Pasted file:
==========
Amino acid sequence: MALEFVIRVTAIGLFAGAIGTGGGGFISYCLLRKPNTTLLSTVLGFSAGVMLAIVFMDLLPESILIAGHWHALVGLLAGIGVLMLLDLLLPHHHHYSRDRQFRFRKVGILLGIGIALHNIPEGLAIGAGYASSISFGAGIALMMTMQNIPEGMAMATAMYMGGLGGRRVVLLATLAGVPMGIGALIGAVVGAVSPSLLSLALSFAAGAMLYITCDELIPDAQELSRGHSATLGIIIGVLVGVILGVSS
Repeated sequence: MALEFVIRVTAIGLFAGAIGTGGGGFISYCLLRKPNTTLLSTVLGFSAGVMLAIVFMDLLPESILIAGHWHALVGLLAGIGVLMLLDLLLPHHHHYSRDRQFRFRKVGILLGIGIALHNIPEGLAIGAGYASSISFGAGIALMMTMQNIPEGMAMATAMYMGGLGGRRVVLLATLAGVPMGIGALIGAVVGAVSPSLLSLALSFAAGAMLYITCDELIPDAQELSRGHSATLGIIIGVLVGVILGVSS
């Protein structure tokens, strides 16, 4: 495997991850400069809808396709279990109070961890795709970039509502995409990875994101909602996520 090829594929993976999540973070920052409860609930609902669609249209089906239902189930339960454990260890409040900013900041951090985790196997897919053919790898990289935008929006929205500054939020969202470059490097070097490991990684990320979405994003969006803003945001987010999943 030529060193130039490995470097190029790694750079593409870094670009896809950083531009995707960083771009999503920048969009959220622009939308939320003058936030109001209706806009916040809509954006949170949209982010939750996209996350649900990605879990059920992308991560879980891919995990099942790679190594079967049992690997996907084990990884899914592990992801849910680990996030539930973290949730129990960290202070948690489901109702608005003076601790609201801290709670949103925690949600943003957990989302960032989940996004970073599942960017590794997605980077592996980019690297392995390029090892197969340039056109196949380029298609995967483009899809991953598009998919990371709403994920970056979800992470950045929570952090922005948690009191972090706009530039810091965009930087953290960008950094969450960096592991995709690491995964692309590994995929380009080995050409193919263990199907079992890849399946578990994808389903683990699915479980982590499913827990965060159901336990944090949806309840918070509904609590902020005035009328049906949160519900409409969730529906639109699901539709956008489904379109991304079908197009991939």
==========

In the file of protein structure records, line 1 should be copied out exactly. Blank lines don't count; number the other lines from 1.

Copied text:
Amino acid sequence: MALEFVIRVTAIGLFAGAIGTGGGGFISYCLLRKPNTTLLSTVLGFSAGVMLAIVFMDLLPESILIAGHWHALVGLLAGIGVLMLLDLLLPHHHHYSRDRQFRFRKVGILLGIGIALHNIPEGLAIGAGYASSISFGAGIALMMTMQNIPEGMAMATAMYMGGLGGRRVVLLATLAGVPMGIGALIGAVVGAVSPSLLSLALSFAAGAMLYITCDELIPDAQELSRGHSATLGIIIGVLVGVILGVSS